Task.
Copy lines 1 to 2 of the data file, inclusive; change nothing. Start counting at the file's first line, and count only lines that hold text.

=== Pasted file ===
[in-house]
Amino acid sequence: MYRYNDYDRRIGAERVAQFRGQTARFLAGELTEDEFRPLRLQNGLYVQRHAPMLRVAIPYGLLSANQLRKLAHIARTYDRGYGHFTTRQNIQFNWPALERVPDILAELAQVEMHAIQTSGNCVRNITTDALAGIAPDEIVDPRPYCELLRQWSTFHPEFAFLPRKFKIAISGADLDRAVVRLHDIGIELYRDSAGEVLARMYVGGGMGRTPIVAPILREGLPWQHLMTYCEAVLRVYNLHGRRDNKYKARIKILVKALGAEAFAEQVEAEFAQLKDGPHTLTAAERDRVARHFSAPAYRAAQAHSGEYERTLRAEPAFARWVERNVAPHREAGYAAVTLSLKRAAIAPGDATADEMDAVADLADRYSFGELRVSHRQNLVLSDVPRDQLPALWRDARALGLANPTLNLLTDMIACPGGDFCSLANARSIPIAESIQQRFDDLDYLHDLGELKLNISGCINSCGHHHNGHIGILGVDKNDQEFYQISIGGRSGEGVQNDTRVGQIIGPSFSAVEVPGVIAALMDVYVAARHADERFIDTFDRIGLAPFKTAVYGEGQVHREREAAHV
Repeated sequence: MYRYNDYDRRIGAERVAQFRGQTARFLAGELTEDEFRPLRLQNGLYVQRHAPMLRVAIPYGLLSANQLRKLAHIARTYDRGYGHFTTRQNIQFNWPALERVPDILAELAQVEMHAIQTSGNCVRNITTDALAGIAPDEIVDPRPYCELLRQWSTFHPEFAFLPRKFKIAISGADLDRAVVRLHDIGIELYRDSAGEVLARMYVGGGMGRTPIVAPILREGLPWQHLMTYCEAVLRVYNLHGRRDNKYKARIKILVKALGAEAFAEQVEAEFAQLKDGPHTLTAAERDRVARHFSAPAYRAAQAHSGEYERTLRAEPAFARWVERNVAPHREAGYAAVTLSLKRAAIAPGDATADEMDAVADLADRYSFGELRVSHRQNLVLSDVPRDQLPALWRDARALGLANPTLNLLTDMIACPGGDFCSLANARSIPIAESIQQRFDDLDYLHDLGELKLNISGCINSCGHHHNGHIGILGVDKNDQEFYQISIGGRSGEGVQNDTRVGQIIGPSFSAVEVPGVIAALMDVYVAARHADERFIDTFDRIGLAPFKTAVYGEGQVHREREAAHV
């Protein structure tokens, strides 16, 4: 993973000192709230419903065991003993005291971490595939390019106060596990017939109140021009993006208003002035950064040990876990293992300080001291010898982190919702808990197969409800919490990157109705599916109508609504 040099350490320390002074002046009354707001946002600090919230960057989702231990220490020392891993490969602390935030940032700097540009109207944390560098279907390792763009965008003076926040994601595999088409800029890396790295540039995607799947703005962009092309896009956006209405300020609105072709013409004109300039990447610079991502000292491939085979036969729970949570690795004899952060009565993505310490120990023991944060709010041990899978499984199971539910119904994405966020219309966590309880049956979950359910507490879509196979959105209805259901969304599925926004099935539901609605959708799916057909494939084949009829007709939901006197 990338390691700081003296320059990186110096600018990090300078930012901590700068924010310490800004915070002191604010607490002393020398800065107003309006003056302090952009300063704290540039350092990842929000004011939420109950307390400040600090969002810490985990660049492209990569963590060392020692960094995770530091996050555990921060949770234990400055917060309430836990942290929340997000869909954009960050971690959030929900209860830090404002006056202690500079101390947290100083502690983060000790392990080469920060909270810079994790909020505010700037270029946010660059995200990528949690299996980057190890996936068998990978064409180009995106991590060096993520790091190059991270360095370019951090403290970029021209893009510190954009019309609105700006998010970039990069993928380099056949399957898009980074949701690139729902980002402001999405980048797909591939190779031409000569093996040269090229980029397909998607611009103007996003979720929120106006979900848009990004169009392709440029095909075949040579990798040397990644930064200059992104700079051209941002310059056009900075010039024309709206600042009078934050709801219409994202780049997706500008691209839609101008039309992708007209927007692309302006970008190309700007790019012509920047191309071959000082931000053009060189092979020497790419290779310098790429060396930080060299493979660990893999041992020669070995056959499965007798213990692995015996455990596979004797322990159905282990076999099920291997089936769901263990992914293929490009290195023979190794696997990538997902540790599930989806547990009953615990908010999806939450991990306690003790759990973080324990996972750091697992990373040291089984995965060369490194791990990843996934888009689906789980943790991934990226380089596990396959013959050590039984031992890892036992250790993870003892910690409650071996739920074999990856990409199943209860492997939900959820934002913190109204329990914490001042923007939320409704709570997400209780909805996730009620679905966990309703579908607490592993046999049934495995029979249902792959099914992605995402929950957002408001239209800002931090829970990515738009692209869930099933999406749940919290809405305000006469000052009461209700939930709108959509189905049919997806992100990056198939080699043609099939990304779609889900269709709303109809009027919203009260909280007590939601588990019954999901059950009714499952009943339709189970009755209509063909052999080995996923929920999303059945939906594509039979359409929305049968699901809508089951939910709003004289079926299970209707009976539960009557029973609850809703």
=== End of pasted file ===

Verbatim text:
[in-house]
Amino acid sequence: MYRYNDYDRRIGAERVAQFRGQTARFLAGELTEDEFRPLRLQNGLYVQRHAPMLRVAIPYGLLSANQLRKLAHIARTYDRGYGHFTTRQNIQFNWPALERVPDILAELAQVEMHAIQTSGNCVRNITTDALAGIAPDEIVDPRPYCELLRQWSTFHPEFAFLPRKFKIAISGADLDRAVVRLHDIGIELYRDSAGEVLARMYVGGGMGRTPIVAPILREGLPWQHLMTYCEAVLRVYNLHGRRDNKYKARIKILVKALGAEAFAEQVEAEFAQLKDGPHTLTAAERDRVARHFSAPAYRAAQAHSGEYERTLRAEPAFARWVERNVAPHREAGYAAVTLSLKRAAIAPGDATADEMDAVADLADRYSFGELRVSHRQNLVLSDVPRDQLPALWRDARALGLANPTLNLLTDMIACPGGDFCSLANARSIPIAESIQQRFDDLDYLHDLGELKLNISGCINSCGHHHNGHIGILGVDKNDQEFYQISIGGRSGEGVQNDTRVGQIIGPSFSAVEVPGVIAALMDVYVAARHADERFIDTFDRIGLAPFKTAVYGEGQVHREREAAHV